Autism Through the Lifecycle

A response to: “Graduation to the Couch,” an announcement from

If a person is diagnosed as being on the autism spectrum at a young age, “graduation to the couch” may be an avoidable problem.

When a neurotypical graduates from high school, it is reasonable to expect that they will be able to find employment. This is true because a neurotypical can learn most basic job skills in a relatively short amount of time. Unfortunately, even for the highest functioning people on the autism spectrum, vocational training can take longer than many employers are willing to wait. The result is that many jobs “don’t work out” for people on the spectrum.

To make the transition to employment easier, we advocate that parents of children on the autism spectrum identify a career path for their children as early as eight years old, and that job specific training be started by the age of ten. If the child functions well enough to potentially be employed in the future, is the parents’ task to select a profession for their child based on the child’s special interests, as well as on knowledge of what jobs are valued in the marketplace. Famously, as a young girl Temple Grandin enjoyed drawing horses; when her mother saw this, she encouraged Temple to also draw the barns that the horses lived in. Grandin has gone on to become one of the foremost livestock lot designers in the world.

If children begin their vocational training by the age of eight or ten, they can have a decade of work-related experience by the time they graduate from high school. This experience will give them a clear idea of what jobs they are qualified to apply for when they enter the workforce. The goal is for young people to build a resume of education, training, and recommendations that they can use by the time that government programs end when they reach twenty-one. As an example, even very young children can start developing practical computer skills. These skills will be useful for almost every line of work, from data entry to computer programming, depending on the individual’s level of functioning.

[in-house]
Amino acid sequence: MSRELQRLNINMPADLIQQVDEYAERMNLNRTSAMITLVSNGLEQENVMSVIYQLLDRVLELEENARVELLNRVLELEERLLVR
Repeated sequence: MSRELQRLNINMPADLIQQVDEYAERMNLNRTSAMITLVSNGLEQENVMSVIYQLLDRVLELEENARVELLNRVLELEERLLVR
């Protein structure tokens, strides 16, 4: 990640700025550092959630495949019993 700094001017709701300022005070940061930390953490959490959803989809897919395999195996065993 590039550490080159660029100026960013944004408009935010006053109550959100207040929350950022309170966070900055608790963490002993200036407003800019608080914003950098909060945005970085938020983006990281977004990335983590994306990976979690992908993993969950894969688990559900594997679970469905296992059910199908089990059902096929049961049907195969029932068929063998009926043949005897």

Social skills can be even more challenging than job skills for many people on the autism spectrum. When an employer hires a new worker, they typically only screen for that person’s ability to do the job and assume that their new hire has the social skills to function effectively with the other workers. The ability to function socially is not a given for many people on the autism spectrum. In the words of one Human Resources professional, “Employees are hired for skills and fired for personality.”

Autism causes a social and developmental delay that can equal about one third or more of the person’s age. This one-third developmental delay can be used as a guide for the jobs a person on the spectrum may be able to handle. At twenty-one, a person on the spectrum may have a developmental delay that means that they are socially only fourteen. Care must be taken to avoid creating a history of failure by placing autistic workers in positions in which they may fail when they are twenty-one but would succeed in when they are thirty and are developmentally ready.